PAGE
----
Linden Trees: Types, Leaves, Flowers, Bark – Identification (with Pictures)

Linden Trees: Types, Leaves, Flowers, Bark - Identification (with Pictures)

Linden trees (botanical name Tilia) are sizeable deciduous shade trees with large heart-shaped broadleaves and clusters of yellowish-white flowers. European linden trees are also called lime trees, and North American lindens are called basswood trees. Linden tree identification is by their thick furrowed trunks, horizontal branches, dense leafy foliage, and pyramidal growth habit.

The main linden tree species in North America is the American linden basswood (Tilia americana). However, European varieties of lindens such as the common linden (Tilia x europaea), little-leaf linden (Tilia cordata), silver linden (Tilia tomentosa), and the weeping silver linden (Tilia tomentosa ‘Petiolaris’) also grow throughout the United States.

This article is a guide on how to identify common species of linden trees. Descriptions and pictures of linden tree leaves, bark, flowers, and seeds will help identify these large deciduous trees.

Linden Tree Facts

linden tree

The flowering deciduous linden trees are typically large and suitable for landscaping spacious areas

There are around 30 species of linden trees and shrubs in the genus Tilia and the family Malvaceae. Typically, linden trees grow to between 65 and 130 ft. (20 – 40 m) tall and 50 ft. (15 m) wide. Suitable for large backyards, linden trees are excellent for shade due to their pyramidal, rounded crown and dense foliage.

All species of linden trees flower and are known for their fragrant yellowish flowers that bloom in summer. The fragrant linden tree flowers attract bees. The honey produced by bees that pollinate linden trees is of superior quality. Some beekeepers grow linden trees specifically for the delicious honey that the bees produce. This fact gives the linden tree another common name—bee tree or honeybee tree.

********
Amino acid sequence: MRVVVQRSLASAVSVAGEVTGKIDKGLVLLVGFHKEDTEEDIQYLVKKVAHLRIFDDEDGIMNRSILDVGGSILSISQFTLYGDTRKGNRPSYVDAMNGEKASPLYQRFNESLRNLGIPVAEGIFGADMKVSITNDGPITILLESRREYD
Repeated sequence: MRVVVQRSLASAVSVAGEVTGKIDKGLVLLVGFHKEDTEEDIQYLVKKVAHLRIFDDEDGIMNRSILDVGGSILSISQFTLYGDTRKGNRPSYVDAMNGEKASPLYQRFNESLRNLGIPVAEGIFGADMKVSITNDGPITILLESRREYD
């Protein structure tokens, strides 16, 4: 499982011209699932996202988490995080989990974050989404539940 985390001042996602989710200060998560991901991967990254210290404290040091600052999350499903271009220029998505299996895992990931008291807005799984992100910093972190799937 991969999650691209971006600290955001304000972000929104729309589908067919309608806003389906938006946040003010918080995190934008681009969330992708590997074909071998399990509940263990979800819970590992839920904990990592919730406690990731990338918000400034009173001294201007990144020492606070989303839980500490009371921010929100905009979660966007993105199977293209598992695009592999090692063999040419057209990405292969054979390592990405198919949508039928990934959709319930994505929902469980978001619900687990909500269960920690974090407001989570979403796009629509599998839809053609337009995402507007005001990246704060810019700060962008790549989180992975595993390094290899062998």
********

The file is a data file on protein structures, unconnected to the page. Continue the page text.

Linden trees are low-maintenance, easy-care landscaping trees. The sizeable deciduous linden or basswood tree thrives in full sun to partial shade and moist soil with excellent drainage.

Fragrant linden trees in the Tilia genus grow well as specimen trees. Some of the linden tree cultivars are also ideal for planting hedgerows to create a sweet-smelling flowering privacy screen.

One thing to consider before planting a linden tree is that linden trees are somewhat messy. Apart from having to clear a lot of bright yellow leaves in the fall, lindens secrete a sticky sap. This secretion sticks to cars, pathways, your lawn, and even your clothes.

Linden Tree Leaves

Linden Tree Leaves

A close up picture of linden tree leaf (left) and autumn foliage (right)

Linden tree leaves are broadly ovate, dark green in a heart shape or an ovate triangular shape. The leaves of linden trees have coarsely serrated margins and are arranged alternately. Classed as simple leaves, linden leaves grow between 4” and 8” (10 – 20 cm) long and 2” to 5” (5 – 12 cm) wide.

Young linden leaves have a fuzzy underside that becomes smooth as the heart-shaped leaves grow larger. In some respects, linden leaves look like aspen tree leaves, only much larger.

In the fall, linden tree leaves turn a spectacular bright yellow color. The dark green linden leaves turn golden yellow, making linden trees easy to spot in fall landscapes.

Linden Tree Flower

Linden Tree Flower

Linden trees have clusters of fragrant creamy yellow fuzzy flowers

Linden tree flowers are creamy yellow and look like drooping clusters of showy, fuzzy blooms called cymes. Typically, there are five to ten flowers in each cluster. The highly fragrant linden flowers bloom in late spring and persist throughout the summer. The flowers on linden trees dangle from long, strap-shaped bracts.